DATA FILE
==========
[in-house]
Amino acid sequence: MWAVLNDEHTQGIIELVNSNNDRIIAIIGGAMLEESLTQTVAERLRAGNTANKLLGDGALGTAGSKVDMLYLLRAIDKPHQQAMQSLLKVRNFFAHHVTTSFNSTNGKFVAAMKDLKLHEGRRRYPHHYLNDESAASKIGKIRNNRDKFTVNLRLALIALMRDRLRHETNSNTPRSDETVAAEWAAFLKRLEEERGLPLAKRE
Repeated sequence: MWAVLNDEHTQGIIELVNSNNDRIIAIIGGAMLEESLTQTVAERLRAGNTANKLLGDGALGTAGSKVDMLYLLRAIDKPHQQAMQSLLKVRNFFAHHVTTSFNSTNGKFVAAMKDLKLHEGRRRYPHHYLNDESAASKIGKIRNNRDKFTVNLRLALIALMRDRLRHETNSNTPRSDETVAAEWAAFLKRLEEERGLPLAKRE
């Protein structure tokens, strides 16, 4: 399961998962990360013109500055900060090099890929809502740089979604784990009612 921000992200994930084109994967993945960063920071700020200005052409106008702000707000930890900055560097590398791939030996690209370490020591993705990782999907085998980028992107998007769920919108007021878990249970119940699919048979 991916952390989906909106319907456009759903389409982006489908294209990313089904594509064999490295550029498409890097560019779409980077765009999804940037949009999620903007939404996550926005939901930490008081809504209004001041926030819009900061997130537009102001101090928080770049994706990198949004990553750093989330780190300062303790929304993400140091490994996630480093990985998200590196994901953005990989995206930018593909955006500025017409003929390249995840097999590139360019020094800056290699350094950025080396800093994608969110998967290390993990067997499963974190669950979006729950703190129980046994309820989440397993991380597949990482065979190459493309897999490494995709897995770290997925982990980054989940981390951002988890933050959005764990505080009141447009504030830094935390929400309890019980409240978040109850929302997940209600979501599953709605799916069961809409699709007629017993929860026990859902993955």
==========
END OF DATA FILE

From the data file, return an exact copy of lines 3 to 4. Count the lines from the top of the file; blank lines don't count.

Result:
Repeated sequence: MWAVLNDEHTQGIIELVNSNNDRIIAIIGGAMLEESLTQTVAERLRAGNTANKLLGDGALGTAGSKVDMLYLLRAIDKPHQQAMQSLLKVRNFFAHHVTTSFNSTNGKFVAAMKDLKLHEGRRRYPHHYLNDESAASKIGKIRNNRDKFTVNLRLALIALMRDRLRHETNSNTPRSDETVAAEWAAFLKRLEEERGLPLAKRE
């Protein structure tokens, strides 16, 4: 399961998962990360013109500055900060090099890929809502740089979604784990009612 921000992200994930084109994967993945960063920071700020200005052409106008702000707000930890900055560097590398791939030996690209370490020591993705990782999907085998980028992107998007769920919108007021878990249970119940699919048979 991916952390989906909106319907456009759903389409982006489908294209990313089904594509064999490295550029498409890097560019779409980077765009999804940037949009999620903007939404996550926005939901930490008081809504209004001041926030819009900061997130537009102001101090928080770049994706990198949004990553750093989330780190300062303790929304993400140091490994996630480093990985998200590196994901953005990989995206930018593909955006500025017409003929390249995840097999590139360019020094800056290699350094950025080396800093994608969110998967290390993990067997499963974190669950979006729950703190129980046994309820989440397993991380597949990482065979190459493309897999490494995709897995770290997925982990980054989940981390951002988890933050959005764990505080009141447009504030830094935390929400309890019980409240978040109850929302997940209600979501599953709605799916069961809409699709007629017993929860026990859902993955």